Feb 18, 2016 01:15 PM EST
University of Texas - Austin Passes Campus Concealed Carry Policy
After a contentious back-and-forth, students at the University of Texas will be allowed to carry concealed handguns in classrooms but not in campus residence halls.
The rules go into effect on Aug. 1.
"I do not believe handguns belong on a university campus, so this decision has been the greatest challenge of my presidency to date," Fenves wrote. "I empathize with the many faculty, staff, students and parents of students who signed petitions, sent emails and letters, and organized to ban guns from campus and especially classrooms. As a professor, I understand the deep concerns raised by so many. However, as president, I have an obligation to uphold the law."
According to The Austin Statesman-American, the new campus gun rules allow for the concealed carry of handguns in some common areas like dining halls and off-campus residence halls. They also allow students' family members to carry guns on campus.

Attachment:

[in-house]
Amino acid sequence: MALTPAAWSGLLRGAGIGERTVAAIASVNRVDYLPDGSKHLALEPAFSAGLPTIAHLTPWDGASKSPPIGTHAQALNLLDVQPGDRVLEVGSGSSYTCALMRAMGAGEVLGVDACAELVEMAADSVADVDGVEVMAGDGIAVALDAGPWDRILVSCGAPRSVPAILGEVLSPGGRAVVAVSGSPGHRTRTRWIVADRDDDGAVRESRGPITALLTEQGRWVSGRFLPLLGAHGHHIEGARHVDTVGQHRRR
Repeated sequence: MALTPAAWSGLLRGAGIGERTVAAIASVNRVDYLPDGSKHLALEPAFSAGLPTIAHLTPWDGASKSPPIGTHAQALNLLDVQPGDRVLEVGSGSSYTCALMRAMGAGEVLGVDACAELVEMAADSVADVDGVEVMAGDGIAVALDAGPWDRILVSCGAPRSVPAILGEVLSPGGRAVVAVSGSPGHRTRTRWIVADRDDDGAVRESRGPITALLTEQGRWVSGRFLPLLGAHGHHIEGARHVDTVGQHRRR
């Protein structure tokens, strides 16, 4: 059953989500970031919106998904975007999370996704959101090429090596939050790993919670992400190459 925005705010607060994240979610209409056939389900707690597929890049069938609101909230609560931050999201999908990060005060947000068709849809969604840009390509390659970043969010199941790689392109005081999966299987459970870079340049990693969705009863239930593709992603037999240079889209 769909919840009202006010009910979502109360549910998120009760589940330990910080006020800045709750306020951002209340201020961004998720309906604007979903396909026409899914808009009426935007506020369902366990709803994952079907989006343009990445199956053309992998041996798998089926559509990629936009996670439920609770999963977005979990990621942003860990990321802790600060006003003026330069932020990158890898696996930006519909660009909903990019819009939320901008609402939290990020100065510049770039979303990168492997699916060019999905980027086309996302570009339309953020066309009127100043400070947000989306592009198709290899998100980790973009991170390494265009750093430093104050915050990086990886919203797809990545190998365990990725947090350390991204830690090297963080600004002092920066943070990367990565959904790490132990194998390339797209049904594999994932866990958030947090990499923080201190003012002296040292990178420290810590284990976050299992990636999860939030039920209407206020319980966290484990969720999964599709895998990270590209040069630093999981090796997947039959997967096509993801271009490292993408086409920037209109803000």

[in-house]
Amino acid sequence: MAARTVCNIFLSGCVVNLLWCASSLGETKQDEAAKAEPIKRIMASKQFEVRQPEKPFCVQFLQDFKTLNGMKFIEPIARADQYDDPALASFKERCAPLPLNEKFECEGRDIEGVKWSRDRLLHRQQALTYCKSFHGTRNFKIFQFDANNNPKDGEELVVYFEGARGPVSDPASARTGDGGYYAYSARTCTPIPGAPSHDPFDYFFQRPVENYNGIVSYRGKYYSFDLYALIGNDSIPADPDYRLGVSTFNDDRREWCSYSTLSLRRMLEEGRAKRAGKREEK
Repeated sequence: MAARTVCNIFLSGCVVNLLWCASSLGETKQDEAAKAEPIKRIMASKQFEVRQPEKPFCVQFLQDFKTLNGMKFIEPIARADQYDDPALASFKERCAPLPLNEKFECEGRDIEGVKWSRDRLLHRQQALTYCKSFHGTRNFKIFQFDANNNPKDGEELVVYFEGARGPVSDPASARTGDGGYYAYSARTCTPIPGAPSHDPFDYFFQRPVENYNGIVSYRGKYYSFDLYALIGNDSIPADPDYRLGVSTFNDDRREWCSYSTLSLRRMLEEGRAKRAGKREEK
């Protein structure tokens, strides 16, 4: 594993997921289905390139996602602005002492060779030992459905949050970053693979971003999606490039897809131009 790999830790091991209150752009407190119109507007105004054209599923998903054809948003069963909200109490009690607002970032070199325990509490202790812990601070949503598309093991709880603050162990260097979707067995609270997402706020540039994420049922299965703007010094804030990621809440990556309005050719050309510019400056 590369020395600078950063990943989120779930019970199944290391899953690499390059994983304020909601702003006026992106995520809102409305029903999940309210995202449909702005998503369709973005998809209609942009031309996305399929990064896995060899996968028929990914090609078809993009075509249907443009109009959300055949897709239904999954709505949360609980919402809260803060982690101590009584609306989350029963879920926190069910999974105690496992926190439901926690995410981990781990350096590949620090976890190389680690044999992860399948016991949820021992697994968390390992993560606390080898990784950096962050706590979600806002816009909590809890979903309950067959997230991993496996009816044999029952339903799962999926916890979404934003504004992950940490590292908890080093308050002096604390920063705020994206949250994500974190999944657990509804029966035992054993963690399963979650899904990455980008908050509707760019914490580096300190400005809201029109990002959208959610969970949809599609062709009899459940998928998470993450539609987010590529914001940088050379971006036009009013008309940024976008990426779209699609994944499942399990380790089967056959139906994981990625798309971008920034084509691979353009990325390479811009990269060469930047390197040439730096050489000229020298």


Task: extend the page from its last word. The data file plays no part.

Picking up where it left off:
The rules contain various qualifications for concealed carry, including a requirement that semiautomatic weapons cannot have any rounds of ammunition chambered. Handguns also need to holstered in a way where the "entire trigger guard area" is covered and in which the gun is secured from "unexpected jostling," The Statesman-American reported.
UT-Austin's 19-member Working Group recommended the school implement the rules based on Senate Bill 11. Passed last year, SB 11 allowed for the concealed carry of a weapon in college campus buildings, but required schools to decide on their policies for themselves.
The Working Group stated they received thousands of responses to an online survey and that their discussions on UT-Austin's campus carry rules were "often quite intense." Gun Free UT has been one of the most outspoken groups opposing the school's adoption of such a policy.
"Under the law, I cannot adopt a policy that has the general effect of excluding licensed concealed handguns from campus," Fenves wrote. "I agree with the working group that a classroom exclusion would have this effect."
Join the Conversation